9. The method of claim 8, wherein filtering the VGM position request signal comprises subjecting the VGM position request signal to a first-order low-pass filter having a predetermined time constant selected for filtering noise above a predetermined frequency threshold.
 
10. The method of claim 8, wherein filtering the VGM position request signal comprises subjecting the VGM position request signal to a rate limiter configured to have a predetermined rate of change selected for filtering noise above a predetermined frequency threshold or subjecting the VGM position request signal to a rate limiter configured to have a predetermined dead band selected for filtering noise above a predetermined frequency threshold.
 
11. The method of any of claims 8 to 10, further comprising at least one of reducing a noise level of the VGM position request signal and smoothing the VGM position request signal.
 
12. The method of any of claims 8 to 11, further comprising, when the VGM position request signal is not within the predetermined range, producing the processed signal by scaling the VGM position request signal by a factor associated with the predetermined range.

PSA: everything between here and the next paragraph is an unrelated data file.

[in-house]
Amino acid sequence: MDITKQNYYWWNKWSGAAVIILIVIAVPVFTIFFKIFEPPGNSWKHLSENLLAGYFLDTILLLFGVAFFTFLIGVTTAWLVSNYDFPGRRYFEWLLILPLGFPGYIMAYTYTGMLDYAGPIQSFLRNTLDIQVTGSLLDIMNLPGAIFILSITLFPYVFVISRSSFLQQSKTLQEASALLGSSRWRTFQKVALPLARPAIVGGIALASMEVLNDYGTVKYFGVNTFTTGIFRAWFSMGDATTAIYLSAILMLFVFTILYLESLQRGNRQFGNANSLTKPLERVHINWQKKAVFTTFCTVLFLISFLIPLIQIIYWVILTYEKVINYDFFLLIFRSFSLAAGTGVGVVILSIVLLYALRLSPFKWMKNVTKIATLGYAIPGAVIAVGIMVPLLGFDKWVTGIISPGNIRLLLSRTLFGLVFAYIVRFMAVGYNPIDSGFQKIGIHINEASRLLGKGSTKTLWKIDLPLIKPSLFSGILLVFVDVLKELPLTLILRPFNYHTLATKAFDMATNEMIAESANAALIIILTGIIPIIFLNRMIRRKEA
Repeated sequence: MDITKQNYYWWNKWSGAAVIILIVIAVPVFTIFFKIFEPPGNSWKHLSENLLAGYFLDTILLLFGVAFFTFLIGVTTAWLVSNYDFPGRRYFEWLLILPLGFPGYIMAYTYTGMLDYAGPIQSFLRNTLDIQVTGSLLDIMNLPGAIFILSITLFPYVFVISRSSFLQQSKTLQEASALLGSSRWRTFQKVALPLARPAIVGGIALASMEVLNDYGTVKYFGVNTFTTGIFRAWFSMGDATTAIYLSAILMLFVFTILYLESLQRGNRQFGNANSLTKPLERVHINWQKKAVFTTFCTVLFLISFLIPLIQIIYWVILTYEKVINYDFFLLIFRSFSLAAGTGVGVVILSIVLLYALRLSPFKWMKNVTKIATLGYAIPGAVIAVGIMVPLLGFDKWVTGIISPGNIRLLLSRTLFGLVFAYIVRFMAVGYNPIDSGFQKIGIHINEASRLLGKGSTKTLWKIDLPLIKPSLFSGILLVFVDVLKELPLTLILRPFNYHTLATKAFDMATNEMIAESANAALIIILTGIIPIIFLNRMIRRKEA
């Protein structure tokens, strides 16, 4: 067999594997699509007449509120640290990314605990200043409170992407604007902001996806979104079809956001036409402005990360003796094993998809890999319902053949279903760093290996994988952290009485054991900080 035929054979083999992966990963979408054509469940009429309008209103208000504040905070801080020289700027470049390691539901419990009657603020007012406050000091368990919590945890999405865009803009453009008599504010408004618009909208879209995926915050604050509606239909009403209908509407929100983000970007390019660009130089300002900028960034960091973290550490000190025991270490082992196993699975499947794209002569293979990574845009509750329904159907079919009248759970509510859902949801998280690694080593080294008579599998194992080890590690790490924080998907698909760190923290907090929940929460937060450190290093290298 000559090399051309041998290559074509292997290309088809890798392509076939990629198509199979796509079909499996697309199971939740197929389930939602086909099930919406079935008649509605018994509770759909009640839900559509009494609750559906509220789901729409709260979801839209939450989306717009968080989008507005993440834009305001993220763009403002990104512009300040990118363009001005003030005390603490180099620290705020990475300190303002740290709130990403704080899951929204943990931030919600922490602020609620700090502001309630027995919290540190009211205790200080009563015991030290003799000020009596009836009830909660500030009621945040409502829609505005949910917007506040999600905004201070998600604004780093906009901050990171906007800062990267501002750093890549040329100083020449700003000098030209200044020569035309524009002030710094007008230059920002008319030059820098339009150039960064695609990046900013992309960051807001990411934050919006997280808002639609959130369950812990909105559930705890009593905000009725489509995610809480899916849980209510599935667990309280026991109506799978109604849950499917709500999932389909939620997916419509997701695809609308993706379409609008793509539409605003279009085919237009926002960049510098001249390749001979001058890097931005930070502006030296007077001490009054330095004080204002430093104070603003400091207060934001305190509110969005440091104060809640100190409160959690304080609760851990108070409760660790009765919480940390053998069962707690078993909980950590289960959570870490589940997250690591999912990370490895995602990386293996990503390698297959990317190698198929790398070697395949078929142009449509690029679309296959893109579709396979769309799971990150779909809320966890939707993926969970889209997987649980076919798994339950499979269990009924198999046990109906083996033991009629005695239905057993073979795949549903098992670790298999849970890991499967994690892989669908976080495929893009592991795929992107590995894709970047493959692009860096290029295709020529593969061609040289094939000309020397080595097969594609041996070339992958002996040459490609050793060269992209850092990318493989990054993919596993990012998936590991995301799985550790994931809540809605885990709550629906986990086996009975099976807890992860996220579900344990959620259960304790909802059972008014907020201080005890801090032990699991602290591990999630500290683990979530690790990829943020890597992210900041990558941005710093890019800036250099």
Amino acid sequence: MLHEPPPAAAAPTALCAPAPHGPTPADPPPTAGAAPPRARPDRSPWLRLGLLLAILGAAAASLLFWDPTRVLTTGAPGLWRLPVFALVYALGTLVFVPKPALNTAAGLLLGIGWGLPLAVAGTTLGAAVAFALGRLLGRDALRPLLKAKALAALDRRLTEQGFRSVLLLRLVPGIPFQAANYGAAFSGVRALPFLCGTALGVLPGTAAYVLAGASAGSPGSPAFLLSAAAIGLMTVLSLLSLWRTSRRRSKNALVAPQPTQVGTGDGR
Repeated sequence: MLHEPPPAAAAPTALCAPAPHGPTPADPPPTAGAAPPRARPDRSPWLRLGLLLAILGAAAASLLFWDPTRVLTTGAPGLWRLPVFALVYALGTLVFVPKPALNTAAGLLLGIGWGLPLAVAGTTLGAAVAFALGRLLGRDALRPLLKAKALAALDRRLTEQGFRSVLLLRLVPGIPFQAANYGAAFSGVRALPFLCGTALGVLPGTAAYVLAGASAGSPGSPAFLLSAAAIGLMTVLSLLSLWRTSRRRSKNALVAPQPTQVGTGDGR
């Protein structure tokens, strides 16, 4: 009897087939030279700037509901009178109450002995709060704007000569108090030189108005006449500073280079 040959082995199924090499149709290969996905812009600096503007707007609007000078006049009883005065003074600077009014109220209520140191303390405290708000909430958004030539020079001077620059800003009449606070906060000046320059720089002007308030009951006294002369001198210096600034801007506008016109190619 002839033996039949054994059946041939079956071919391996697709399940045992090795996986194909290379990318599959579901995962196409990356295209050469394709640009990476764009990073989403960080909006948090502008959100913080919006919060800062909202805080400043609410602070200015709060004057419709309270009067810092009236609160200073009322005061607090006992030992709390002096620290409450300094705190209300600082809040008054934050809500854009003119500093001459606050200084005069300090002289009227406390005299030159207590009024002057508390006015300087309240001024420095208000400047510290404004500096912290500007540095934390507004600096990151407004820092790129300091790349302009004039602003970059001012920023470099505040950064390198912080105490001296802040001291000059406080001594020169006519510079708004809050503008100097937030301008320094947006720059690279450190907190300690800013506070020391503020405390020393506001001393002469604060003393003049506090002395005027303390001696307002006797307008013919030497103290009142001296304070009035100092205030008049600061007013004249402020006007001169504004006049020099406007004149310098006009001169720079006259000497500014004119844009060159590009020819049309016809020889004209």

13. The method of any of claims 8 to 12, wherein the VGM position request signal is based on one of a power and a speed of the aircraft engine (10).
 
14. The method of any of claims 8 to 13, further comprising receiving an activation signal from an engine controller (220) associated with the aircraft engine (10), wherein the filtering occurs responsive to the activation signal.
 
15. A control system (00) for a variable geometry mechanism (VGM) (51, 52) of an engine (10), comprising:

a steady-state unit (310), configured for producing a first signal indicative of a requested setting for the VGM (51, 52) based on a steady-state operating condition for the engine;